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I, The Right Honourable THOMAS GODFREY POLSON CORBETT, Baron Rowallan of Rowallan, Knight of the Most Ancient and Most Noble Order of the Thistle, Knight Commander of the Most Excellent Order of the British Empire, upon whom has been conferred the Decoration of the Military Cross, Governor in and over the State of Tasmania and its Dependencies in the Commonwealth of Australia, acting with the advice of the Executive Council of the said State, do by this my Proclamation, declare that the Tasmanian Blue Gum, Eucalyptus globulus Labill., be adopted as the Floral Emblem of the State of Tasmania.

GIVEN under my hand and the Seal of the State of
Tasmania as aforesaid at Hobart in Tasmania this
twenty-seventh day of November One thousand
nine hundred and sixty-two.

ROWALLAN, Governor.

By His Excellency's Command,

ERIC REECE, Premier.



The Tasmanian Blue Gum, Eucalyptus globulus Labill., was collected from the south-east coast of Tasmania in 1792-93 by the French naturalist J. J. H. de Labillardiere and was described and illustrated by him in 1799. Labillardiere was a member of the expedition which, under the command of Bruny d'Entrecasteaux, sailed to the southern hemisphere in search of the missing explorer J. F. G. de La Perouse.

In favourable situations the Tasmanian Blue Gum grows into a tall tree of height up to about 200 feet [60 metres]. The trunk is smooth and greyish-white in the upper part where the bark peels in long reddish-brown ribbons; at the base the bark is often persistent, rough and deeply furrowed. The name " Blue Gum " refers to the appearance of the juvenile leaves which are borne in opposite pairs on square stems. These leaves are glaucous (bluish-grey and covered with a waxy bloom), 2.5 - 6 inches long, almost oblong but bluntly pointed at the tip and rounded at the base; they are more strongly scented than those of the mature tree and contain large quantities of the essential oils cineole and phellandrene. The leaves of the mature tree are borne alternately on rounded stems, they are green and glossy, shortly-stalked, 6-14 inches long and usually sickle-shaped.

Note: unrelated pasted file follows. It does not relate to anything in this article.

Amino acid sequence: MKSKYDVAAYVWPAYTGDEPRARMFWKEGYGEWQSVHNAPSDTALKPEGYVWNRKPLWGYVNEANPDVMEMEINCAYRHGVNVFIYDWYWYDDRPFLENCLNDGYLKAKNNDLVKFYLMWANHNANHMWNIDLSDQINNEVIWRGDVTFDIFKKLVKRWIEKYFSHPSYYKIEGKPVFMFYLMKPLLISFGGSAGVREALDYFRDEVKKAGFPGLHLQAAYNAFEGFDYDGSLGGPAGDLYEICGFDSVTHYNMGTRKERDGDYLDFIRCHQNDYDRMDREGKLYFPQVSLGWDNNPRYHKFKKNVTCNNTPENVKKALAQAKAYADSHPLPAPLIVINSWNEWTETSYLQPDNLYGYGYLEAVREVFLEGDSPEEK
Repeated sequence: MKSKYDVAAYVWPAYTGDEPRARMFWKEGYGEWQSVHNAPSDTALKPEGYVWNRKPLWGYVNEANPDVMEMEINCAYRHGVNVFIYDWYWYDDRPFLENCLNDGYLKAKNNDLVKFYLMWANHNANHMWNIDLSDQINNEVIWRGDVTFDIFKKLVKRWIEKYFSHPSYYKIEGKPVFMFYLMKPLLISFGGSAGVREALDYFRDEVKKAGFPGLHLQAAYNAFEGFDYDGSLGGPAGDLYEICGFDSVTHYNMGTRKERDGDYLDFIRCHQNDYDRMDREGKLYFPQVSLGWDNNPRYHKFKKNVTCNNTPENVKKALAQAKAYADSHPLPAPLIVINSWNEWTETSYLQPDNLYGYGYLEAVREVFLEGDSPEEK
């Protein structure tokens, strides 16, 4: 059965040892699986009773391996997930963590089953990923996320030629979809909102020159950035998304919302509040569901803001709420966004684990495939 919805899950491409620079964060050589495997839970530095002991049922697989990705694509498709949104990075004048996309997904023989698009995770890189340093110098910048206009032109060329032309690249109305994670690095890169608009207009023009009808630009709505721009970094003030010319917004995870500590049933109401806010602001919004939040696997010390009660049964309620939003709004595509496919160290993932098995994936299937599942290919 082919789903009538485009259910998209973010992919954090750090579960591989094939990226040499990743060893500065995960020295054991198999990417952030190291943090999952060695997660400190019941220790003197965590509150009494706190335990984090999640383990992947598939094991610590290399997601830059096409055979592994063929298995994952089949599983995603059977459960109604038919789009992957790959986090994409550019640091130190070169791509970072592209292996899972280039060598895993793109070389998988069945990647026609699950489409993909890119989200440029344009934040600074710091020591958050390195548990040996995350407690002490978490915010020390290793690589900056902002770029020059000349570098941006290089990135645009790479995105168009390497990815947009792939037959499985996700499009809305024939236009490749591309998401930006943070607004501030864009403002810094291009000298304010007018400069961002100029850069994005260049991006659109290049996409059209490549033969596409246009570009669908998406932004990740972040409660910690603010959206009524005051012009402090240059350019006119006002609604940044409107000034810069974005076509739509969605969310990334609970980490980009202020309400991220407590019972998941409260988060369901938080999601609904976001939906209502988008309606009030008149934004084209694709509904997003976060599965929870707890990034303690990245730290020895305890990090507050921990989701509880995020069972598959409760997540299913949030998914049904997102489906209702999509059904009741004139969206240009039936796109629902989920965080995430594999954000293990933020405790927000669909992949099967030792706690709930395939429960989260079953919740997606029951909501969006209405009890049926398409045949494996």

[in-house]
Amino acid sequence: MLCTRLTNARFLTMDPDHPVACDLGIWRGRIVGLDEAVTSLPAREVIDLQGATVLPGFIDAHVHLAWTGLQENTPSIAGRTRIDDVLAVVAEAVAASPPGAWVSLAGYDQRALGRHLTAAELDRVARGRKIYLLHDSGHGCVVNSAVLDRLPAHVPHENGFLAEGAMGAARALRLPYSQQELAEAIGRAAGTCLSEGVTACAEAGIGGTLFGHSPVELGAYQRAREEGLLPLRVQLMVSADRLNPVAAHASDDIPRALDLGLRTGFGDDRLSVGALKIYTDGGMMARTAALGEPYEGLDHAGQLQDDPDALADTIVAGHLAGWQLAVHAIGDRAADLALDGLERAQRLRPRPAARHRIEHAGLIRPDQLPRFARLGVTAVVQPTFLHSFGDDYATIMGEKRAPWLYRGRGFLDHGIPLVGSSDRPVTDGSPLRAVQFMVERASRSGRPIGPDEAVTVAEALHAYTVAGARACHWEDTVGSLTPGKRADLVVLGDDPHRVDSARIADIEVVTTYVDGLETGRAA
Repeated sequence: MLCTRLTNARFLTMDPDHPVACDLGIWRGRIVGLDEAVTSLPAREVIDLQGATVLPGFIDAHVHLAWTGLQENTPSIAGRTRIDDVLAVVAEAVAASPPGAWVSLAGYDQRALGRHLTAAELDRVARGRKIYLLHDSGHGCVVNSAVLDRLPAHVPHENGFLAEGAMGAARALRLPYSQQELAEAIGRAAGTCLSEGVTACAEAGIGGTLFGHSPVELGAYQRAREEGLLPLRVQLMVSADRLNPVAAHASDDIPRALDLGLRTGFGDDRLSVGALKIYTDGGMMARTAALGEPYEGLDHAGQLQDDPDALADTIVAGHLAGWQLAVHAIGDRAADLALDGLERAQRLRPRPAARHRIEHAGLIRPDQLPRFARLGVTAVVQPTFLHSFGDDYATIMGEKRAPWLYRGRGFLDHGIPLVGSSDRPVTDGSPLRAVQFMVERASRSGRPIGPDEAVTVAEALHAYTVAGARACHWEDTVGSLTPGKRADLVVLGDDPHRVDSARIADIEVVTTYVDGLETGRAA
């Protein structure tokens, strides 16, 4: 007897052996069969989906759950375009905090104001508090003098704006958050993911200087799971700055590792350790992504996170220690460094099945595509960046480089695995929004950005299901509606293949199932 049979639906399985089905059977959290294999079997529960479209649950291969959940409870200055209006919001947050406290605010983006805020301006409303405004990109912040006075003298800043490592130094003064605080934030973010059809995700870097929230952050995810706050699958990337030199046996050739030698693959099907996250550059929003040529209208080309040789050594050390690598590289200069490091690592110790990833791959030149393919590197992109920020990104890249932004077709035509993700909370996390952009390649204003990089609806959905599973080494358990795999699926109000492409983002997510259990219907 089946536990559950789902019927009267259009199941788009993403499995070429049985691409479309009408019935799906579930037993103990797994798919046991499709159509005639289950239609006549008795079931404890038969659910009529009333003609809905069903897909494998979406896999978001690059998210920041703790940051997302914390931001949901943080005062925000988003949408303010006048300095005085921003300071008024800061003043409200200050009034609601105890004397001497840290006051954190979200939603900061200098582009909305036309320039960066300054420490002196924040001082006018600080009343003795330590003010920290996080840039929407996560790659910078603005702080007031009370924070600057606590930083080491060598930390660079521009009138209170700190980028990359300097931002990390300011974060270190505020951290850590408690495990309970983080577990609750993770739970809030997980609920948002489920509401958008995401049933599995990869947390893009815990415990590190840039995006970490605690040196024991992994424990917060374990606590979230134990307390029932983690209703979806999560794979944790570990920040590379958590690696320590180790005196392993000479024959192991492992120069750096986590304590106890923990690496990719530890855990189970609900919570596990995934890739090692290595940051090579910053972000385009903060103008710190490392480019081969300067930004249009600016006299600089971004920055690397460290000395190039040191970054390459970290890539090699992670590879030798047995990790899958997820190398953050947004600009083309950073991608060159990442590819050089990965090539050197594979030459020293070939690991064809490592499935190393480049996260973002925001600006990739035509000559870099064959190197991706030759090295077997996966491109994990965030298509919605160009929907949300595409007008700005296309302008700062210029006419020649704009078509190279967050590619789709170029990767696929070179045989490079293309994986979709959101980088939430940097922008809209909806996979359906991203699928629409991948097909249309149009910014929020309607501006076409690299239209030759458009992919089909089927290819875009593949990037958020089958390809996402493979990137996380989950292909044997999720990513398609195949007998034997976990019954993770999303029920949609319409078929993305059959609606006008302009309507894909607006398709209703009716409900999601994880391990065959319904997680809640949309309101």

The flowers, which are larger than those of other Tasmanian eucalypts, usually occur singly in the axils of the leaves. The flower-buds maybe up to three-quarters of an inch in diameter, they are coarsely ribbed, warty and are, as in all eucalypts, closed by an operculum or cap representing the sepals and petals. This cap is finally shed exposing a very large number of white stamens arranged in several rows near the outside. Within the stamens a thick nectar-secreting disk extends partly over the top of the ovary. Flowering occurs fairly regularly each year in early Summer; bees collect both pollen and nectar and a characteristic amber-coloured honey is produced. The large woody fruit is almost flat-topped and opens by 4 - 5 valves throuh which numerous small seeds are shed.

The Tasmanian Blue Gum is widespread and locally abundant in southern and eastern Tasmania and in the middle reaches of the River Derwent; it attains its maximum size in well-drained soils and in sheltered valleys. The tree occurs, although in restricted areas, near the west and south coasts and also in King and Flinders Islands and in Victoria at Wilson's Promontory and at Cape Otway. Of all the Australian eucalypts E. globulus is the species which has been most widely introduced overseas.

The tree has been established throughout the Mediterranean region and in highlands of the tropics in many parts of Africa and in India; it is widespread in California and in parts of Chile, Argentina and New Zealand. In addition to its ornamental value the Tasmanian Blue Gum is of considerable economic importance in many of these regions and is extensively used for pit props and as a source of fuel and for paper-pulp; oil is also extracted. The seasoned timber is especially valuable for heavy construction work such as wharves, bridges and railway sleepers, being very durable both in the ground and in water.


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